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The Jewish English School was located at 22 Sandwith Road, close to the Scott Market Bridge in Yangon, Myanmar. Back then the city’s name was Rangoon. This school mostly served lower income Baghdadi Jewish students, as the higher income families sent their children to the more expensive English schools. 1
Students studied a broad range of subjects including Hebrew, writing and English, according to the standards set up by the British colonial empire. 2 They also were taught patriotism and loyalty to the British Crown in order to prepare them to be citizens of the British Imperial Empire. 3
Daily school life would include meals provided by philanthropists. In addition, community members in mourning would often do an act of service by providing meals as well. The Aaron family provided the main supply of lunches which was especially beneficial for students from low income families. 4 A typical lunch might have been chicken, and curries with rice. A regular schooling environment placed boys and girls in the same classroom until the sixth or seventh grades and by then they would separate to their gendered learning environments. 5
The persecution of the Jewish population by the Japanese in 1941 resulted in the loss of many Jewish community organizations. The Jewish English School that had once served more than 200 students is today a renovated government run high school. 6 7
The Jewish community in Yangon, Myanmar today is very small. These days there is only one local synaogogue, Musmeah Yeshua. It has remained open due to the efforts of a local Jewish family, Moses Samuel and his son, Sammy. Moses's Burmese name is Than Lwin; his son's Burmese name is Aung Soe Lwin. The family holds Shabbat services when the tourist season brings Jews from other countries outside of Myanmar. 8 9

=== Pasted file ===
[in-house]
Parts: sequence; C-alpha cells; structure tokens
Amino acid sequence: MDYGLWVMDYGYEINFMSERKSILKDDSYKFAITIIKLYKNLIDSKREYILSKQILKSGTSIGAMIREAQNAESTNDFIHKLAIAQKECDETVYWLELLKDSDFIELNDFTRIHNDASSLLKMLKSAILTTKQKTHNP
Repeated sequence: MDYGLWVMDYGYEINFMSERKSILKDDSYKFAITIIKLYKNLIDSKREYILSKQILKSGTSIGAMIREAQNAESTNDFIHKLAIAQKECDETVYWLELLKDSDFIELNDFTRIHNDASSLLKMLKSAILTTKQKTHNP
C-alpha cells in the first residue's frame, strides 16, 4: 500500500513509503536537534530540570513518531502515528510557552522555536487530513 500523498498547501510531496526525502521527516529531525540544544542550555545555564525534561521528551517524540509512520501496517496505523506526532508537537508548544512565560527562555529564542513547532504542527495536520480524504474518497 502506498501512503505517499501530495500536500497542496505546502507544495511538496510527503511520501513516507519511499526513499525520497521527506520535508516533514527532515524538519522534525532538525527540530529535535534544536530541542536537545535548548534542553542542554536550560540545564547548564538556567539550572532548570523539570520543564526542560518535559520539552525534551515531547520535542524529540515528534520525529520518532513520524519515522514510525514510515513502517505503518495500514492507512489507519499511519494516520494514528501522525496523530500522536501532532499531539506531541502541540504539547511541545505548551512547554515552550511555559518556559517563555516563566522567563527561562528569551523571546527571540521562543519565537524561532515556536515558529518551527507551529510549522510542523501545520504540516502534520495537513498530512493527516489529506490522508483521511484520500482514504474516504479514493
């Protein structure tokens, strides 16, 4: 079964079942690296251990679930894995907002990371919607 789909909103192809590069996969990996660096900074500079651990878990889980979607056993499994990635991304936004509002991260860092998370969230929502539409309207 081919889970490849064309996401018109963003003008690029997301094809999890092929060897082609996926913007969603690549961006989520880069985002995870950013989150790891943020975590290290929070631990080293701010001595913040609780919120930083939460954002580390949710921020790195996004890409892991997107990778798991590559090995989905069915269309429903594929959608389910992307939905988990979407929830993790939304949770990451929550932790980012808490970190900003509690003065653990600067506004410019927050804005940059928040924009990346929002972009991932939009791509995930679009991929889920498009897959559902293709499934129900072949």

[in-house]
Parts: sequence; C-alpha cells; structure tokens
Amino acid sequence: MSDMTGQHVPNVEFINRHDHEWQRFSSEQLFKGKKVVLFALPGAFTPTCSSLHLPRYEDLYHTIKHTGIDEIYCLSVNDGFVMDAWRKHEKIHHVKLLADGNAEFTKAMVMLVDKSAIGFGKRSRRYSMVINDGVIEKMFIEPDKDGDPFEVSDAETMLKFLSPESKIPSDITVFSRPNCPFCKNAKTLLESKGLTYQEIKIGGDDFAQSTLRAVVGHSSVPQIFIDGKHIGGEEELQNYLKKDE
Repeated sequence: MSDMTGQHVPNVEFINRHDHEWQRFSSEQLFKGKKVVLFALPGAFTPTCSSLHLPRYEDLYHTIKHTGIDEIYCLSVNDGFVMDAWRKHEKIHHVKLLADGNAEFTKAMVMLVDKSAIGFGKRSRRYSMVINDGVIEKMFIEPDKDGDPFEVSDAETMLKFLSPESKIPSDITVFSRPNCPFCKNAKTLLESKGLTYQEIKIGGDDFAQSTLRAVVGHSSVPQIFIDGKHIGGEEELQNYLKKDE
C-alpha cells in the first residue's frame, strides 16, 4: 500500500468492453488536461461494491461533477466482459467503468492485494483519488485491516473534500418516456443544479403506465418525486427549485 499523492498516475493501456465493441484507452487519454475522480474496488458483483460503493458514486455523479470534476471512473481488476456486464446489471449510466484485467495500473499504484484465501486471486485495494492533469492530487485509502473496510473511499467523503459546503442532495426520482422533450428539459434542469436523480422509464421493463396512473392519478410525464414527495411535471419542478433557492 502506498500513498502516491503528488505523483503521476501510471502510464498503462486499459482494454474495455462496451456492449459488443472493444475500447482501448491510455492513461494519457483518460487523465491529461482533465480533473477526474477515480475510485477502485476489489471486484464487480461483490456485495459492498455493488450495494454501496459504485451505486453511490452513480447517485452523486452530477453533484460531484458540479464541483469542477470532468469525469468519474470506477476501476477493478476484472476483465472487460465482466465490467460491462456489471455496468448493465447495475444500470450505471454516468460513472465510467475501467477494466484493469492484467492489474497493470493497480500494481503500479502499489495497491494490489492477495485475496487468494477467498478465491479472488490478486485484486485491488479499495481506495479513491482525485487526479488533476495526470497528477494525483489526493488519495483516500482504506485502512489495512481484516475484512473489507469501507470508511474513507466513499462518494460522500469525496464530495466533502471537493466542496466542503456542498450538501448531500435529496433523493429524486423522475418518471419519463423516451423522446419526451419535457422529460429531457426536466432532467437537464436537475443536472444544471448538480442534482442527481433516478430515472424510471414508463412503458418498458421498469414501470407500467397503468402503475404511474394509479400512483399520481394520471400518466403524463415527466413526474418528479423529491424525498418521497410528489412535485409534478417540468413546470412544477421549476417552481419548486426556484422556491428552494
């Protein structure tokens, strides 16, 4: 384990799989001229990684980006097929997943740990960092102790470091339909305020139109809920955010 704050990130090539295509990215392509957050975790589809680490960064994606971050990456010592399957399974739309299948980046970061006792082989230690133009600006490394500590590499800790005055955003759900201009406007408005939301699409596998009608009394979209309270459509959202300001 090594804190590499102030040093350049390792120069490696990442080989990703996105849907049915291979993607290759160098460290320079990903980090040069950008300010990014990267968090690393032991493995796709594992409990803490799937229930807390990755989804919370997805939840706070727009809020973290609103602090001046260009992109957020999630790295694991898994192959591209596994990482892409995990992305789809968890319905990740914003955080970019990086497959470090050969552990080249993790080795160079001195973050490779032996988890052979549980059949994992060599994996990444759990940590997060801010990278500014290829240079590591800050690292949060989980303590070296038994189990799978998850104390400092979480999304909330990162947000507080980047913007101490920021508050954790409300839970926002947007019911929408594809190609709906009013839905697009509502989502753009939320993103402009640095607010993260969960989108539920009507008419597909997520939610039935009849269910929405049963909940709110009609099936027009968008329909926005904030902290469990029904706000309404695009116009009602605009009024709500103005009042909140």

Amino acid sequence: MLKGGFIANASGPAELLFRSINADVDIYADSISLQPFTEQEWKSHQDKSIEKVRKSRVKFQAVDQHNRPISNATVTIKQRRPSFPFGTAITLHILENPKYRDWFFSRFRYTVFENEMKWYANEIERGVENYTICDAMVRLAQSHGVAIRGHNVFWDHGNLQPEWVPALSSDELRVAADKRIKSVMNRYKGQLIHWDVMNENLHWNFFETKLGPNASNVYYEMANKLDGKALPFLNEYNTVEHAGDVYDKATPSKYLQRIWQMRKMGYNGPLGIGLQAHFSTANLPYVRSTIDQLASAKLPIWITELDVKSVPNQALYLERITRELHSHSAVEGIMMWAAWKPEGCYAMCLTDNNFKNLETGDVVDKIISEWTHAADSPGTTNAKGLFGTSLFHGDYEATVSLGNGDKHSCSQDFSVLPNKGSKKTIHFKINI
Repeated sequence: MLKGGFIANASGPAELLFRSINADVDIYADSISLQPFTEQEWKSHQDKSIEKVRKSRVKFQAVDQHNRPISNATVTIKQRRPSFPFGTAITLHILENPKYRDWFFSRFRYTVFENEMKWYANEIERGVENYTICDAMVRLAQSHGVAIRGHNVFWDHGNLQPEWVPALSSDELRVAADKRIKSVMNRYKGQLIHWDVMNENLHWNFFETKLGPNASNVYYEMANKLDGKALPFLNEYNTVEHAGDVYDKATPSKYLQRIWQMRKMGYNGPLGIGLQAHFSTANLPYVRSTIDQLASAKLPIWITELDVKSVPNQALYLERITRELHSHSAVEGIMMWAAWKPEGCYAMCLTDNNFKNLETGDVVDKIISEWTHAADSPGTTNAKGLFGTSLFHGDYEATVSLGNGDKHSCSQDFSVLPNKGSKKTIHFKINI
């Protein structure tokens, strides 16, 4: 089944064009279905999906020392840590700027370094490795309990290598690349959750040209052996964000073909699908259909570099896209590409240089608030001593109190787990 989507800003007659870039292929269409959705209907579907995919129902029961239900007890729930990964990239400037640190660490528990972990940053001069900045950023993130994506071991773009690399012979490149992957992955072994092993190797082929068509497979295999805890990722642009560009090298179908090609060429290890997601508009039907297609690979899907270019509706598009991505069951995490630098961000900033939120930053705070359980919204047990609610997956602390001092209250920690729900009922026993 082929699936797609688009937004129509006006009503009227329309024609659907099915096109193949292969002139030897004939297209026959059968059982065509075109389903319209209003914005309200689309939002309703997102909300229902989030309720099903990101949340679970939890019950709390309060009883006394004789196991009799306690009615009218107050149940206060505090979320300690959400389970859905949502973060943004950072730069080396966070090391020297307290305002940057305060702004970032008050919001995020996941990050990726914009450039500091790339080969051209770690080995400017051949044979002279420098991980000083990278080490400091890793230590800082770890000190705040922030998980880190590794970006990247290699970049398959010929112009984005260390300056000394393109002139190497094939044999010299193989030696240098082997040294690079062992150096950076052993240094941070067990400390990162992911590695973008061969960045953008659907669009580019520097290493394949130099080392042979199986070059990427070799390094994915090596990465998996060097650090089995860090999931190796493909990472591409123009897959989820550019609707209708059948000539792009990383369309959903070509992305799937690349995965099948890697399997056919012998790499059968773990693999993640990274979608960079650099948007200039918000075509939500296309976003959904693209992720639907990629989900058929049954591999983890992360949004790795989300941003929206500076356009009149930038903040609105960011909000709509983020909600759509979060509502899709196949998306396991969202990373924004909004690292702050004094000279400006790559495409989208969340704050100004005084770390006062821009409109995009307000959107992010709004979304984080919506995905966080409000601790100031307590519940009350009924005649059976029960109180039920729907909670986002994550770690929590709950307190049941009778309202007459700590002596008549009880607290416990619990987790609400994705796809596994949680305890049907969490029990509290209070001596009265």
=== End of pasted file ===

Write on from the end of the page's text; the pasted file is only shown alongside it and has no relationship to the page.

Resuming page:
In the early 19th century, there was an influx of Baghdadi Jews migrating enroute to Calcutta. Many of these Jewish families made Rangoon (now known as Yangon) one of their stops along the way as they were drawn to the opium-based trading economy in the eastern regions of Asia. 10 11
In the 1870s, a larger influx of Jews moved into Rangoon and from there synagogues, community organizations, and cemeteries were built to accompany the growing Jewish population. By 1941, the Japanese invaded Myanmar and hundreds of thousands of Burmese and Jewish groups escaped to India for refuge. Even after the creation of the state of Israel in 1948 and with Myanmar creating a pleasant relationship with Israel, the Jewish population remained sparse. Then after the Burmese military regime took over Myanmar in 1962, more Jews departed leaving only a few families in the community. 12